The Spc is mathematically related to the percentage of anthropogenic activity (Chen et al. 2015; Xiang et al. 2018; Xiang et al. 2019). As a consequence, it is a proxy to illustrate the extent of human impact on morphology for each land cover in different landforms (Fig. 13). The most recognisable topographic signature is that given by the forests in the floodplain (Fig. 13a). Besides, the peak of forest distribution (higher due to the small and uniform surface) falls within values of Spc on the range of those obtained in literature for highly anthropogenic surfaces. The forest distribution in both plain to hilly (Fig. 13b) and hilly areas (Fig. 13c) present a similar trend, but the peak in the hilly area tends to be to the right side (where Spc values are referred to be more ‘natural’ if compared with the mentioned literature). When moving to the mountain (Fig. 13d), the forest shape appears less skewed, which might indicate that lower human interference is present.

Fig. 13
figure 13

The PDFs of the Spc. with different land covers in the four areas. a floodplain, b plain to hilly, c hilly, d mountain

In Fig. 14a and b, the map of Spc and forest as seen from the satellite is shown in detail. The forest here is closed to the channel and mostly on the levees. This also gives a reasonable interpretation of the lower value of Spc due to the human alteration on the forest in the floodplain. By contrast, we highlight a small area with different Spc values (Fig. 14c and e, marked with different colours) and the LiDAR-derived shaded relief map (Fig. 14d) in a different area where the transition from plain to hilly is evident. The forests with relatively lower Spc value are located in areas surrounded by agricultural terraces and other anthropogenic surfaces. On the other side, the forests with higher Spc value are distributed on the top of small hills and tend to be more natural. Forest not only presents a remarkable difference with other land covers but also shows a different morphology based on the degree of anthropogenic disturbance.

Fig. 14
figure 14

Forest with Spc value in floodplain (a) and 3D overview (b) of the surrounding from Google Earth (the red outline extracted from forest); forest with Spc value in plain to hilly (c), LiDAR (d) and 3D overview (e); the outline with different colour denote the different Spc values

Xiang et al. (2019) highlighted how morphological differences under forest cover emerged by considering natural forests or artificial plantations, with higher Spc for natural forests. In actuality, the forest (mixed of shrubs and medium trees) in the floodplain area considered in this study have been altered in their structure and distribution, thus appearing as small patches surrounded by agricultural and urban areas, in lands highly disturbed by human activities. Forests in this floodplain are also managed to adopt peculiar forestry technique to preserve and maintain the vegetation, through new plantations near the ancient wood (Bellio and Pividori 2009). Our results confirm that, from a morphological perspective, the described forest for the floodplain is related to a surface affected by anthropogenic pressure, while a lower anthropogenic disturbance might be present on forests on hilly places, with the existence of more natural forests. Some land covers do not exhibit apparent differences in specific landforms. For example, grass and vineyards present some similarities in hilly areas (Table 2). As it is shown on Fig. 15, the floodplain grass (left side) has lower values of Spc, which implies that anthropogenic disturbance might be relatively significant in this environment. Taking a closer view (Fig. 15d), this area is related to a sports field and a park. By contrast, the grass in the hilly area (right side) shows a relatively higher Spc value than that of the floodplain. This could imply that anthropogenic modifications in this grassland still exist, even though there are less marked than in floodplain, and from the satellite image (Fig. 15h), the grass in hilly can be identified as pastures.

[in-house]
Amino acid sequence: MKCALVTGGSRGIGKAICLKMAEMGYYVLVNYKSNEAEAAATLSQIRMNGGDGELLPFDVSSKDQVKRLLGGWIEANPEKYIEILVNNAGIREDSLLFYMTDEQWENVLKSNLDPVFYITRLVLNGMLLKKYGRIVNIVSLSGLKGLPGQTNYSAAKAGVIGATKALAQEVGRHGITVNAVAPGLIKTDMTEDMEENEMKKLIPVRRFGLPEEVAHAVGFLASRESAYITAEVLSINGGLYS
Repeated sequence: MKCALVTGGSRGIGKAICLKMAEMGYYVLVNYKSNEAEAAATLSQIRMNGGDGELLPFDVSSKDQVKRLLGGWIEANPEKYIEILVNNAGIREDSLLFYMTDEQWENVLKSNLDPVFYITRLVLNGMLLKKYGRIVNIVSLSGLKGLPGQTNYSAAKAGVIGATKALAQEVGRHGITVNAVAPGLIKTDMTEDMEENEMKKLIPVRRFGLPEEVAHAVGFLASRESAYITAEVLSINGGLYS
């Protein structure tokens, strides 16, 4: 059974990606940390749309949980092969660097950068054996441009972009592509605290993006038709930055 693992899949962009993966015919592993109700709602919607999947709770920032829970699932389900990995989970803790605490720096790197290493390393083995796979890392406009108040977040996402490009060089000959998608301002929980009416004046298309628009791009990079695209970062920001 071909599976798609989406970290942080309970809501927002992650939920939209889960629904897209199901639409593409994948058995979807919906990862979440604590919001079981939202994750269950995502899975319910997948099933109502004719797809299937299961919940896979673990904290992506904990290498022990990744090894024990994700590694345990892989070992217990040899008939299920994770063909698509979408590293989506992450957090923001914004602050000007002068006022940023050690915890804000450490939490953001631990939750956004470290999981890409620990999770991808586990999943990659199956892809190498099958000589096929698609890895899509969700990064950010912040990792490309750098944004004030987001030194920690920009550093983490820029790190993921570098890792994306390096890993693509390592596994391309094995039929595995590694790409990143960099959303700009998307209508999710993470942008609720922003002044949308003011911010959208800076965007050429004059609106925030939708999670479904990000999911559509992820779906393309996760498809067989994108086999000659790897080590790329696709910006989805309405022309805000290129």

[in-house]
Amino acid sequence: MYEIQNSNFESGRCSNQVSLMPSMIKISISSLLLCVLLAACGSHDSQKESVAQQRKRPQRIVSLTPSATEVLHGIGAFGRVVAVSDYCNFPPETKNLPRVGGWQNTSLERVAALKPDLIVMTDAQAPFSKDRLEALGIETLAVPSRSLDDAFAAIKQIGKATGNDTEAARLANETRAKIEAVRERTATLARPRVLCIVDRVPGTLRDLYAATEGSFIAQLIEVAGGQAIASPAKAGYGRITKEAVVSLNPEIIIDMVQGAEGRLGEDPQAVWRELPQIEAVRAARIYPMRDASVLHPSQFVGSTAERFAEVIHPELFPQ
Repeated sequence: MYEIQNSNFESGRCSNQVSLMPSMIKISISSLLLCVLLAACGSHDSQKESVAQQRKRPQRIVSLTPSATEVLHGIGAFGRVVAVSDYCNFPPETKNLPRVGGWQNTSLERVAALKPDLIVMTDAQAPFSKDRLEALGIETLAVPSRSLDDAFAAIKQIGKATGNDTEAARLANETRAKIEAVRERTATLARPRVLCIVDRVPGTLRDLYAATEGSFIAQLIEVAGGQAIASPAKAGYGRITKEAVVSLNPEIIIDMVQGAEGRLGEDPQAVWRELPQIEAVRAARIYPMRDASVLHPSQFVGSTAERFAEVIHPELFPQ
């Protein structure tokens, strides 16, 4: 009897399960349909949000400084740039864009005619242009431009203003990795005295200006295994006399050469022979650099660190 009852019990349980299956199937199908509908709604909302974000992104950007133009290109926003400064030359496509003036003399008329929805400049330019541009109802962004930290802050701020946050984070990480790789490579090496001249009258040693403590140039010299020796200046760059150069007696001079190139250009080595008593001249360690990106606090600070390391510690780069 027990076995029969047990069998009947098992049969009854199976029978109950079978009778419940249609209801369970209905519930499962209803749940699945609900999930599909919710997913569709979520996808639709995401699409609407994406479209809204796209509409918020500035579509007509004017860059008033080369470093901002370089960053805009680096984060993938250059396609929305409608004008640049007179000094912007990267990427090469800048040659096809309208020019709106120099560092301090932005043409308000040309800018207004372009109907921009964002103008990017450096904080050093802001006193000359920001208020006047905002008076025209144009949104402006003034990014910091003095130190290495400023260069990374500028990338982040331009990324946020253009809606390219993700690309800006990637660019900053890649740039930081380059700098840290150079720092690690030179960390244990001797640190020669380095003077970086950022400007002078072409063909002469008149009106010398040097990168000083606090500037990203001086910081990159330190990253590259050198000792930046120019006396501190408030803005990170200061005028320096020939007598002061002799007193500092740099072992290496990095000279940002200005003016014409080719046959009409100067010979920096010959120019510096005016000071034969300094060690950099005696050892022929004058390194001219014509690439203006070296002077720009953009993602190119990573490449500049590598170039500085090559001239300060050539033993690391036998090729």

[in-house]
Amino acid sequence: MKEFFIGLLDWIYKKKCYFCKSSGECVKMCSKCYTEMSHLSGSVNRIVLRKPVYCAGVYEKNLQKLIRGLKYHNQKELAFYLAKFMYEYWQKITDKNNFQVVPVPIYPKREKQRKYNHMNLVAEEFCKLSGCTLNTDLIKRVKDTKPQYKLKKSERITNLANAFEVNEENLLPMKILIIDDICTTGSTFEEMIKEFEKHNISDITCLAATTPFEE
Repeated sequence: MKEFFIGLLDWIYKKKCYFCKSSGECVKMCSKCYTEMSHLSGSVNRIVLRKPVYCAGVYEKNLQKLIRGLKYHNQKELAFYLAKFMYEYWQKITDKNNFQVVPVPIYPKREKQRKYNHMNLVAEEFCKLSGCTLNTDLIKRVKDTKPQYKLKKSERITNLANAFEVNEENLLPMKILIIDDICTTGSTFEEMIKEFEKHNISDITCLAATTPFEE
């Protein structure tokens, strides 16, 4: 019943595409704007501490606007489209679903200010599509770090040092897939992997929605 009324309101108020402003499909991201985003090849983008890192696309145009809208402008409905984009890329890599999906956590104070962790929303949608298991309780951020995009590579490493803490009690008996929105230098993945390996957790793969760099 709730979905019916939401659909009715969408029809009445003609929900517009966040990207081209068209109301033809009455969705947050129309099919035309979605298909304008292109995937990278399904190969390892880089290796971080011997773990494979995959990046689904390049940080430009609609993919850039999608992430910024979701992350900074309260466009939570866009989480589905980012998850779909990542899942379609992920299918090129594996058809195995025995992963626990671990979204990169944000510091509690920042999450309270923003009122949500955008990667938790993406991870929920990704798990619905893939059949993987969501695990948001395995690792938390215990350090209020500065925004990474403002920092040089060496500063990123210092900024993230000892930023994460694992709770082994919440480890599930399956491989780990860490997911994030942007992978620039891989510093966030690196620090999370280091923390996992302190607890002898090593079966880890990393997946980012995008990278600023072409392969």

Fig. 15
figure 15

Grass with Spc value in floodplain (a) and hilly (d), LiDAR-derived shaded relief map in floodplain (b) and hilly (e), and satellite image in floodplain (c) and hilly (f); panels d and f are the 3D view from Google map in these two study areas

The similarities in morphology (Spc) between grass and vineyard in hilly areas can be explained by the fact these pastures are intensively farmed to maximise forage production. Some of them have been abandoned (‘prati vegri’) or converted to vineyards. Therefore, the human-morphological signature is still evident and appears in the Spc.


The primary goal of this work was to investigate the statistical differences of surface morphologies of anthropogenic and natural land covers, testifying that human activities alter the landforms from a statistical point of view. The work highlights how, if we were to make quantitative measurements of landscape properties on a landscape without human interference, and compare them to measurements of a landscape where humans activities are preponderant; the frequency distributions of these measurements would be very different, even though all observed landform types would be found in both realities. Possibly, if we had to model and describe a landscape without humans, it would look much different from the one we are used to, but it would not exhibit much different landforms. Rather, the subtle differences would lie in the frequency distributions of specific landform properties. This work also confirms the possibility to recognise with a pure geomorphometric analysis the signatures of anthropogenic activities within a specific landscape context and further demonstrate how people use of the land changes the Earth surface in three dimensions. Different utilisations of the same land cover show a different extent of anthropogenic impacts, underlining the opportunity for future analyses of the ‘magnitude’ and ‘type’ of human forcing on Earth. The results provide robust evidence of the human activity’s impact on some terrestrial surfaces, fostering therefore future studies linking the relationship between humans, land use, and geomorphological alterations. Our study offers a new insight to understand the present geomorphology coupling the function of human activities and poses a challenge for future research of the geomorphic and human systems in a world increasingly affected by anthropogenic activities.